Share Your Social Media Content In Organized, Portable Collections With Yarnee
There are some serious problems with the way social media currently works for sharing content. If you post a series of related posts to a single network (live-tweeting an event, for example), your audience will often miss out on the context of those posts. It’s also very difficult to re-engage with older content, as each post gets quickly buried by more recent posts. Even worse, there’s very little connection between different social channels, so if you share related posts between networks, there is no way to group them together.
Yarnee aims to solve this problem and ultimately change the way we share content on the Web. They’re doing so with an app (currently iOS only) that allows users to share content in distinct, portable collections, grouped by user-defined topics. Here are some great examples.
Behind Yarnee are co-founders Dan Kelly and Fraser MacInnes. Dan Kelly is a seasoned Silicon Valley entrepreneur and former CEO of Bleacher Report (sold in 2012 to Time Warner for $200m). Fraser MacInnes, who spoke to me for this story, is a games and technology professional and emerging blogger.
The company is a Delaware corporation headquartered in Heidelberg, Germany, where most of the team lives. They also have people in the UK, the Ukraine, Russia, The Netherlands, other parts of Germany, and the U.S.
Yarnee addresses three main social media problems, MacInnes tells me:
The signal to noise problem: “If you post a series of highly related posts to a single network (Twitter for example) your audience doesn’t experience the context between those posts. Let’s say the highly related posts are about a party you are at. Let’s say you post 15 tweets about that party in a five hour period. Those 15 pieces of content are better enjoyed together because of the natural context and relatedness between the posts – most feed based social media services don’t let you enjoy content in this way. All posts, no matter how related, are interspersed with posts from others—it’s like watching 100 different TV channels all at once.”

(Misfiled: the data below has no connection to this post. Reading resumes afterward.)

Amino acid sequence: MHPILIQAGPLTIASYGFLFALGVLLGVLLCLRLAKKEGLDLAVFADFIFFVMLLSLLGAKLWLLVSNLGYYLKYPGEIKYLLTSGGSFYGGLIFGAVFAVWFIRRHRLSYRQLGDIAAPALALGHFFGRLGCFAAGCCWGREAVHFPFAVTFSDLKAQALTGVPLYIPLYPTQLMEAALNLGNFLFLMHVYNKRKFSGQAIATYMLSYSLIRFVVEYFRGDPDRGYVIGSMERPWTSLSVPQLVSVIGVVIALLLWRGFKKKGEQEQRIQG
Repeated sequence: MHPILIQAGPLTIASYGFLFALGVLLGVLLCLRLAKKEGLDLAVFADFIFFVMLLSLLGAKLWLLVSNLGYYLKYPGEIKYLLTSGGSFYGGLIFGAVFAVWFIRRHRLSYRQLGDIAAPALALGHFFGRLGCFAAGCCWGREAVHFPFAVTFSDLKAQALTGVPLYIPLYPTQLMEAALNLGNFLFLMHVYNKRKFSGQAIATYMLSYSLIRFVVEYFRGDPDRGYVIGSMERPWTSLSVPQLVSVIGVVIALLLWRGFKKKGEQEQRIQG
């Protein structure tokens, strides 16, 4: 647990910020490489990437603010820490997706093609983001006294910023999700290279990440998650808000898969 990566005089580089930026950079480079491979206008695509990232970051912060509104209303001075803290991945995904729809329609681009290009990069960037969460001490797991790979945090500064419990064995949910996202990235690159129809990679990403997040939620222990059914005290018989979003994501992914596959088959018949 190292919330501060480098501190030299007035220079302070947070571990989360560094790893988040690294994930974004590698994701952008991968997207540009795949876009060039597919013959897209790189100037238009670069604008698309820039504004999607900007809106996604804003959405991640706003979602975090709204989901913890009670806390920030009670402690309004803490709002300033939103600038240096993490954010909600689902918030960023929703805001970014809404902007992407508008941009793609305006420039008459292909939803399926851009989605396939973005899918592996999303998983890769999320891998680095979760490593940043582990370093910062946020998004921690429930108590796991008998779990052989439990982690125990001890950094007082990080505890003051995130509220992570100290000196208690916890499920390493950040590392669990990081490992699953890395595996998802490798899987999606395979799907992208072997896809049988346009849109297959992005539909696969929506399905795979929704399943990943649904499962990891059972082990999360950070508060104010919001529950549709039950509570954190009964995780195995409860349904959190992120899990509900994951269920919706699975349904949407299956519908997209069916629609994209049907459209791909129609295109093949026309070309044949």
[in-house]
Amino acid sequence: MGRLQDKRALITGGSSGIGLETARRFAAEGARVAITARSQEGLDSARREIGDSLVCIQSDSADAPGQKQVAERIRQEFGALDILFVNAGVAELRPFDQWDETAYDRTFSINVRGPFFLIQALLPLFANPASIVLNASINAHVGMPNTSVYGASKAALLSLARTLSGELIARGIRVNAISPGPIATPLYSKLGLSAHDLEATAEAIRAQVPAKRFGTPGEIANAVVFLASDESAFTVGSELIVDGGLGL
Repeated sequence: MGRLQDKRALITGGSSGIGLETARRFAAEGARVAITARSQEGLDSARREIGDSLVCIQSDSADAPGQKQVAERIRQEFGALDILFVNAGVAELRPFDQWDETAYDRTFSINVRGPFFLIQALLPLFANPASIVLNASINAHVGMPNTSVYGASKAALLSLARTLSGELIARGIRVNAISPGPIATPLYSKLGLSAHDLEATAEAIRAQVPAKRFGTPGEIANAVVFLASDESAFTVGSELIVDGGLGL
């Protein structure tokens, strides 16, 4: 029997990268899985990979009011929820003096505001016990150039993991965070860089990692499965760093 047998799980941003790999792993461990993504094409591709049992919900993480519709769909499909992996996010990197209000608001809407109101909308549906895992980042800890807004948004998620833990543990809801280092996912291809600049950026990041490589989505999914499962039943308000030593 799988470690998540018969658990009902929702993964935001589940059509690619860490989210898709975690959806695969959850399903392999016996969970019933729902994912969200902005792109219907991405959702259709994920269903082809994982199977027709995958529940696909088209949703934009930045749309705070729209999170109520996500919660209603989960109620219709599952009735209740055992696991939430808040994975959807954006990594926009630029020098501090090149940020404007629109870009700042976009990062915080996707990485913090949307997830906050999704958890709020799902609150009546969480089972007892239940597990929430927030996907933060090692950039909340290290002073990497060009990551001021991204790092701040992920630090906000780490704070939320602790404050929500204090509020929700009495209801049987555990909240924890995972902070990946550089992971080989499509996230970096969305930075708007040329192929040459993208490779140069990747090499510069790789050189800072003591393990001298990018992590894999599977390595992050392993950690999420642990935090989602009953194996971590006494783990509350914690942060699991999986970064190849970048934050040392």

The recall problem: “If you posted something great on a social media service you enjoyed, the potential for you to re-engage with that piece of content gets slimmer every hour until, after a fairly modest amount of time has passed, it’s very difficult and laborious (and in some cases nearly impossible within the native platform) to recall that content to either re-share or enjoy again yourself. Feeds are designed to bury old content under new content—they push your content further and further away from you and your audience. Yarnee keeps your content close to you in collections (Yarns) that make it easy to recall content in order to re-share it, re-consume it or to add to it.”
The multi-format, multi-channel problem: “Currently, social media is organised chiefly by date, the network it was created on and laterally, the networks individual pieces of content were shared on. It’s a very robotic means of thinking about where your content should live. Yarnee is about organizing content, irrespective of where it was created or what format it takes, by topic. That topic could be an event, an experience, a list, a set of instructions (how to), content about a specific individual/place/area of interest. The thing that matters about content isn’t where it was created, but what it’s about. Yarnee puts a premium on something we think is obvious, but which most other services seem oblivious to.”
Yarnee collections can be viewed within the native app, on Facebook, and on the Web.
The service is a big step away from feed-based apps that bury your content forever. “Yarnee is about empowering people to forge a lasting relationship with the best subsets of everything they create around topics they care about,” says MacInnes.
As for the future, the company plans to add a plethora of social features (including Likes, Follows, and Comments), Twitter sharing, and UI optimization to the app.